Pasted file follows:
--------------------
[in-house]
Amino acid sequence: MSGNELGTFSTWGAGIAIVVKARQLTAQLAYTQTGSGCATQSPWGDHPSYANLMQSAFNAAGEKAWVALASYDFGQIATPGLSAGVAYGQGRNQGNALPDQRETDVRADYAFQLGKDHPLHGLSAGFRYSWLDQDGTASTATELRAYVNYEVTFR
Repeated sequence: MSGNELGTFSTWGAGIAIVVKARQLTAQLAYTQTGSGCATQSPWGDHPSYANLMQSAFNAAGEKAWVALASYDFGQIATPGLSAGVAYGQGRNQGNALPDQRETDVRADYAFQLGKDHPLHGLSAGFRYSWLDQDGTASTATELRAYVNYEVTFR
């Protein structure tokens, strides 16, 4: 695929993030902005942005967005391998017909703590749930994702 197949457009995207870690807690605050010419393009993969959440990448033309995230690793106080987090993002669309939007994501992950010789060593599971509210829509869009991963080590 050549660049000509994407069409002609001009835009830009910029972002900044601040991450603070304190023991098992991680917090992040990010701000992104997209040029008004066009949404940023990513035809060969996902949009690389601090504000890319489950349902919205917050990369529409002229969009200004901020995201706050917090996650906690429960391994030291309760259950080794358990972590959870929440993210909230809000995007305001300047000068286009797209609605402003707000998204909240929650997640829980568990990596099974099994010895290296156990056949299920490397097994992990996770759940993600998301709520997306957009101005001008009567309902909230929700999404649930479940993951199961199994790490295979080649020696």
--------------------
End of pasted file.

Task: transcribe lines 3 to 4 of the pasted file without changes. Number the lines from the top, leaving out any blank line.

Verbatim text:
Repeated sequence: MSGNELGTFSTWGAGIAIVVKARQLTAQLAYTQTGSGCATQSPWGDHPSYANLMQSAFNAAGEKAWVALASYDFGQIATPGLSAGVAYGQGRNQGNALPDQRETDVRADYAFQLGKDHPLHGLSAGFRYSWLDQDGTASTATELRAYVNYEVTFR
């Protein structure tokens, strides 16, 4: 695929993030902005942005967005391998017909703590749930994702 197949457009995207870690807690605050010419393009993969959440990448033309995230690793106080987090993002669309939007994501992950010789060593599971509210829509869009991963080590 050549660049000509994407069409002609001009835009830009910029972002900044601040991450603070304190023991098992991680917090992040990010701000992104997209040029008004066009949404940023990513035809060969996902949009690389601090504000890319489950349902919205917050990369529409002229969009200004901020995201706050917090996650906690429960391994030291309760259950080794358990972590959870929440993210909230809000995007305001300047000068286009797209609605402003707000998204909240929650997640829980568990990596099974099994010895290296156990056949299920490397097994992990996770759940993600998301709520997306957009101005001008009567309902909230929700999404649930479940993951199961199994790490295979080649020696």